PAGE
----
Poetry Translation Workshop with Wendy Call

  • 03/14/2024
  • 17:30 - 19:30
  • Folio: The Seattle Athenaeum, 93 Pike St #307, Seattle, WA 98101, USA
  • 3


  • I want to attend the workshop, but I will not bring work to discuss.
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Poetry Translation Workshop with Wendy Call

The Northwest Literary Translators are excited to welcome award-winning local translator Wendy Call to lead a workshop just for poetry translation. 

Participation is limited to six translators of poetry from any language into English, who will be asked to provide materials in advance. Others are welcome to register to observe and follow the discussion. 

If you'd like to workshop your translation, please follow these steps:

1) Register here as a participant

2) Email the following by the morning of March 7, 2024 to Shelley:

  • No more than 20 lines of poetry, in your English translation
  • The corresponding lines in the original language
  • Brief information for context (the background of the poem and the poet, etc.)
  • Your questions or challenges you're facing in the translation

Time & Location

March 14, 5:30 PM – 7:30 PM

Folio: The Seattle Athenaeum, 93 Pike St #307, Seattle, WA 98101, USA

workshop leader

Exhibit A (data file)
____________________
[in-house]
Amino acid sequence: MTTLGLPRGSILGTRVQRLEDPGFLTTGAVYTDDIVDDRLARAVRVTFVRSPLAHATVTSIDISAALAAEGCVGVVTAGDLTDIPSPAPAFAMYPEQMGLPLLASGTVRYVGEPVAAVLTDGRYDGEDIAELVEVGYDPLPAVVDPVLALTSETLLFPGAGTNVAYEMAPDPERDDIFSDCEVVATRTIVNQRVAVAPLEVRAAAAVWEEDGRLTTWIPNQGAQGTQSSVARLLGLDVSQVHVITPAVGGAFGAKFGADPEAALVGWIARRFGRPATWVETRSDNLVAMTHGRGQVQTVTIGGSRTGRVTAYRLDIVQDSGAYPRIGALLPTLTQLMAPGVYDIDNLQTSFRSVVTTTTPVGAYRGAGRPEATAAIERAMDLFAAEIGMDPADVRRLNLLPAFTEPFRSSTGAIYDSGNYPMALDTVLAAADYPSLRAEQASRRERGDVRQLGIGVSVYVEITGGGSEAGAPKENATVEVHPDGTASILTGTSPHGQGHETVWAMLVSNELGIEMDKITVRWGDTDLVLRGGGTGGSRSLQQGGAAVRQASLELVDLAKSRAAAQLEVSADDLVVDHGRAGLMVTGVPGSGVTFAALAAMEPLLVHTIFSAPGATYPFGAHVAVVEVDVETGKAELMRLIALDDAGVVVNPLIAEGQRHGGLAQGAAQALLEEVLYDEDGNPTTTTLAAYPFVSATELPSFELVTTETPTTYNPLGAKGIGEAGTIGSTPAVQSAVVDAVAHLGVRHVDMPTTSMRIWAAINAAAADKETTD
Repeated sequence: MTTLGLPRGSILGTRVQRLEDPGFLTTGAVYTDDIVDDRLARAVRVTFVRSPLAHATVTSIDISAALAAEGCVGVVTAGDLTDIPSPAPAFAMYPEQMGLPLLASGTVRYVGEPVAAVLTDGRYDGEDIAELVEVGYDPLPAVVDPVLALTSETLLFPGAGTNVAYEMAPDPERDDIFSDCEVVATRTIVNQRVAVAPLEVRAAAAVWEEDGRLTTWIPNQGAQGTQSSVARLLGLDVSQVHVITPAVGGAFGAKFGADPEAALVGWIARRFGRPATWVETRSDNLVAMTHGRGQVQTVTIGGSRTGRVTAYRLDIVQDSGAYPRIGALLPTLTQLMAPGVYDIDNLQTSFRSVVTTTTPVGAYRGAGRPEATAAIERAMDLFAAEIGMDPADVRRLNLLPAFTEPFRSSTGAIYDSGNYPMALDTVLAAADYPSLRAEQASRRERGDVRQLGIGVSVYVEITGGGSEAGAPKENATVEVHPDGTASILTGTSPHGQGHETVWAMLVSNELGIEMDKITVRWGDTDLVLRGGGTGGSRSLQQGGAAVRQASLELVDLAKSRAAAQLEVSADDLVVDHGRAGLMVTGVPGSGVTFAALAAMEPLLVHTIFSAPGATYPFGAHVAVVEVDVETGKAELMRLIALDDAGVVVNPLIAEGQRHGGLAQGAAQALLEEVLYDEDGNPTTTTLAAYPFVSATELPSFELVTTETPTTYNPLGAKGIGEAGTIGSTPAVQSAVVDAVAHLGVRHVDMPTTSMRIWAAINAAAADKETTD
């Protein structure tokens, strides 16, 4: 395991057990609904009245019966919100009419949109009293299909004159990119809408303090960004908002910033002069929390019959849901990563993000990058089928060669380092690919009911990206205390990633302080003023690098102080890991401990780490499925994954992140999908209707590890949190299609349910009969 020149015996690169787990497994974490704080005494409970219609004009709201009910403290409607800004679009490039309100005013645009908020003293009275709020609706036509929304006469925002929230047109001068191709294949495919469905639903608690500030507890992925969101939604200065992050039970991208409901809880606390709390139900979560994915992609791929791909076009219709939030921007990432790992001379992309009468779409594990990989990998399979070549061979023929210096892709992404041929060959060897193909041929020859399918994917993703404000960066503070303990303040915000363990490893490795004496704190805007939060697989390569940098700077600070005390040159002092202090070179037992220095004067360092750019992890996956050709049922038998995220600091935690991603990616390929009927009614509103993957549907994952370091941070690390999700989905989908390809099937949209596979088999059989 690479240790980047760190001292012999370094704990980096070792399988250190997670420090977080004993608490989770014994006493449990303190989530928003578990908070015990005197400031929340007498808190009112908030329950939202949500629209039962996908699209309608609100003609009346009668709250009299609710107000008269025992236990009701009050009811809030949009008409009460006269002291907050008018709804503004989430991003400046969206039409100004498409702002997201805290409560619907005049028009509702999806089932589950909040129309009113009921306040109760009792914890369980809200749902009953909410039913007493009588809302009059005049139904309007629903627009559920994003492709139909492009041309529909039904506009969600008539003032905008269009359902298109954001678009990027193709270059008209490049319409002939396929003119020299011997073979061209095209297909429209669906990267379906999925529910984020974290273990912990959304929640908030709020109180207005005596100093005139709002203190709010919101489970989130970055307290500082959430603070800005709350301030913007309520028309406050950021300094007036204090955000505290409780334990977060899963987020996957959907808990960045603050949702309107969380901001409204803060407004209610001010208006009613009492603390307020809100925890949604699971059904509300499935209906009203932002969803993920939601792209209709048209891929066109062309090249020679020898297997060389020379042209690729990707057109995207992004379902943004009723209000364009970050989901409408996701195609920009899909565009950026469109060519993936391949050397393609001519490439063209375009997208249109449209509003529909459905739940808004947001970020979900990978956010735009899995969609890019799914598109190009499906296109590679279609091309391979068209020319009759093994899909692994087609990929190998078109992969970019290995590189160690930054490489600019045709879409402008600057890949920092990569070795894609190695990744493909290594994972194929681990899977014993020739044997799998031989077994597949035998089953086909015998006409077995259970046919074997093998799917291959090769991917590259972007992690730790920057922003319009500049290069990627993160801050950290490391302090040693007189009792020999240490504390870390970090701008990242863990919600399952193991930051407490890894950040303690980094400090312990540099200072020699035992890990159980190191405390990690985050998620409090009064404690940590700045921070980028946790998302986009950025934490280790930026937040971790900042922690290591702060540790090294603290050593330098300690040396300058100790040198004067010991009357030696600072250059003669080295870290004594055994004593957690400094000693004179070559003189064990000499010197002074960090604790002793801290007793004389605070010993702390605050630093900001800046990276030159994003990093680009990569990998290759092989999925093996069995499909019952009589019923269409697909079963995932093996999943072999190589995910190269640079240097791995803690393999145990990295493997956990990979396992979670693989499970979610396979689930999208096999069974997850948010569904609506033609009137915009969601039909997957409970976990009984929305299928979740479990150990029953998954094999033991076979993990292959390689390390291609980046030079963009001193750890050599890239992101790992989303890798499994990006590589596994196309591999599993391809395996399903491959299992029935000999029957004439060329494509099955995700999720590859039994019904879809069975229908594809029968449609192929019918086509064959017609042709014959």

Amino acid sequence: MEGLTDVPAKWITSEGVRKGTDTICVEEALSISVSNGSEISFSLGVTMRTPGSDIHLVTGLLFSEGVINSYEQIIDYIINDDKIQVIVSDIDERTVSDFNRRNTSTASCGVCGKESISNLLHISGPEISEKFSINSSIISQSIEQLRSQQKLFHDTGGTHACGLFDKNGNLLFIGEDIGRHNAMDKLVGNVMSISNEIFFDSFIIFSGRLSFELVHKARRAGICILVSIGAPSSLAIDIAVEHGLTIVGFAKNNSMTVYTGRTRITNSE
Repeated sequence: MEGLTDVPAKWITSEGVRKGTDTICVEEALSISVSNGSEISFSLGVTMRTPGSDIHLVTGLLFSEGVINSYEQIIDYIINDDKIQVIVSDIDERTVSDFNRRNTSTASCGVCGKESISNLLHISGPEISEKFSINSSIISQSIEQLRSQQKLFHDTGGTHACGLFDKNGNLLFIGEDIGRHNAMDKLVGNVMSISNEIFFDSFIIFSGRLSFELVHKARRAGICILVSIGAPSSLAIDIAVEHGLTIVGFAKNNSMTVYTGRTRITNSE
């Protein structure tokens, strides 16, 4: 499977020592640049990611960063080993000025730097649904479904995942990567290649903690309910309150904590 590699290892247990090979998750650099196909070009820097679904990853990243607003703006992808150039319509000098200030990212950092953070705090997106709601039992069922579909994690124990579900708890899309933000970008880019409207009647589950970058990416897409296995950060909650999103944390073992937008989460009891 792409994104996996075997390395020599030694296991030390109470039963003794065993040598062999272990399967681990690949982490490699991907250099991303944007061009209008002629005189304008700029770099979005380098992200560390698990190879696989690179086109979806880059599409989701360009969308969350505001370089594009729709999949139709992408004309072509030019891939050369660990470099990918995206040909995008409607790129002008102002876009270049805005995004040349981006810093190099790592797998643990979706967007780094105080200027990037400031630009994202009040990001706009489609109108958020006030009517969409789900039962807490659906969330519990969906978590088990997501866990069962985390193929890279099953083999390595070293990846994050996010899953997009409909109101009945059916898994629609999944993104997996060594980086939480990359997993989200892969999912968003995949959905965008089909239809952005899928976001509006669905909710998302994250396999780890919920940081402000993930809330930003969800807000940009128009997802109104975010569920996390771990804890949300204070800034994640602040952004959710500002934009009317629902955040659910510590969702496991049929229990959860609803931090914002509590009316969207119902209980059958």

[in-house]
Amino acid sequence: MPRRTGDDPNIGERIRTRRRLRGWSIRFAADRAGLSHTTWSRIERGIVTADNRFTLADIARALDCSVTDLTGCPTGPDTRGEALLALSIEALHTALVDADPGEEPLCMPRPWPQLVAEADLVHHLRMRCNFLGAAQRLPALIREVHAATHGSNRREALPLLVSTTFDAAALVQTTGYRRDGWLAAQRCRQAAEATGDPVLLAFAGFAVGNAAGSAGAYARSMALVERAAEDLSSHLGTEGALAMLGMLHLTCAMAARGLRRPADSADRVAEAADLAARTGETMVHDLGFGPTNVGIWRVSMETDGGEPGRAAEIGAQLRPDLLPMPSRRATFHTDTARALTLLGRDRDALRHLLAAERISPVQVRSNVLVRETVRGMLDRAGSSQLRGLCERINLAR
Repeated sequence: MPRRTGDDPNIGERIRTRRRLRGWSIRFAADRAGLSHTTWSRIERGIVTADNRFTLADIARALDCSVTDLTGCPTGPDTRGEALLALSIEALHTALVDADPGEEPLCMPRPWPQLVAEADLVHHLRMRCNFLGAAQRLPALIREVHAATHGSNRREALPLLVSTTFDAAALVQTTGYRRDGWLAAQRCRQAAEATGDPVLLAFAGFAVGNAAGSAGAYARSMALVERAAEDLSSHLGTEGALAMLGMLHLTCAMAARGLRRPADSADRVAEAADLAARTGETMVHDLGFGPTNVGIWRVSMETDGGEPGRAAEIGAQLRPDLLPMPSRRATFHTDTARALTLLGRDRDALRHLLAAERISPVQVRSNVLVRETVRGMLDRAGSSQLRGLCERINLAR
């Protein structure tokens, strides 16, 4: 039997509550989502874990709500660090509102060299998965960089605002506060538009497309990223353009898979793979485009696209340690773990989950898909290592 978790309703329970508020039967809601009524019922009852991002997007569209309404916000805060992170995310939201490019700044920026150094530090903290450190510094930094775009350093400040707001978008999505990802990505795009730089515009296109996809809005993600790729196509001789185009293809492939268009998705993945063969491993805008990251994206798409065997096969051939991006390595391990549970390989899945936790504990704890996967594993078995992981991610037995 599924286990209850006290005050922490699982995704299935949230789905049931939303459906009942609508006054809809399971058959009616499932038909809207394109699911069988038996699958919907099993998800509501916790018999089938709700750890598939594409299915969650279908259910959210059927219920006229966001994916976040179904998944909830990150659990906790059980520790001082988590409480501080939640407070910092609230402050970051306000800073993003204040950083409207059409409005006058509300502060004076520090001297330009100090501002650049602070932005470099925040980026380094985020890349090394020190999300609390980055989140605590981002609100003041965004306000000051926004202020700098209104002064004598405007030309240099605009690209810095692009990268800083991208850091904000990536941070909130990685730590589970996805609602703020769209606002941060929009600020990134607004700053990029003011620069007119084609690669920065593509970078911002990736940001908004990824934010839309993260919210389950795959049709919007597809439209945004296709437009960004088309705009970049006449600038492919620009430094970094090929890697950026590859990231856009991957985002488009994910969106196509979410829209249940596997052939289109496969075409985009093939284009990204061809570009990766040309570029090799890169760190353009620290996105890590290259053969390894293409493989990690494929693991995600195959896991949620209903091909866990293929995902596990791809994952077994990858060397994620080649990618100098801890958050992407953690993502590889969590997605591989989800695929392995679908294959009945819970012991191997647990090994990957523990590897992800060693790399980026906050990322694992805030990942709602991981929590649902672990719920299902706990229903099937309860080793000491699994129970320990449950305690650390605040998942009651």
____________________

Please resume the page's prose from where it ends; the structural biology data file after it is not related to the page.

Wendy Call (she/her) is co-editor of Telling True Stories: A Nonfiction Writers’ Guide (Penguin, 2007) and the new annual Best Literary Translations (Deep Vellum, 2024), as well as author of the award-winning nonfiction book No Word for Welcome (Nebraska, 2011). She is translator of two collections of poetry by Mexican-Zapotec poet Irma Pineda: In the Belly of Night and Other Poems (Pluralia/Eulalia, 2022) and Nostalgia Doesn’t Flow Away Like Riverwater (Deep Vellum, 2024). Together with Irma Pineda, she won the 2022 John Frederick Nims Prize in Translation from the Poetry Foundation. She co-translated Mexican-Zoque poet Mikeas Sánchez’s How to Be a Good Savage (Milkweed, 2024), called “a testament to the power of language as a living, breathing entity” by Asymptote and “a significant work in more ways than one” by the New York Times. Wendy’s translation projects have been supported by fellowships from Cornell University’s Global South Translation Fund, the Fulbright Commission, and the National Endowment for the Arts. She has been Translator in Residence at Antioch University and the University of Iowa. Wendy is part of the creative nonfiction faculty of the Rainier Writing Workshop MFA program at Pacific Lutheran University. She lives in Southeast Seattle, on Duwamish land, and in Oaxaca, Mexico, on Mixtec and Zapotec land. (Photo credit: Axel Rivera)

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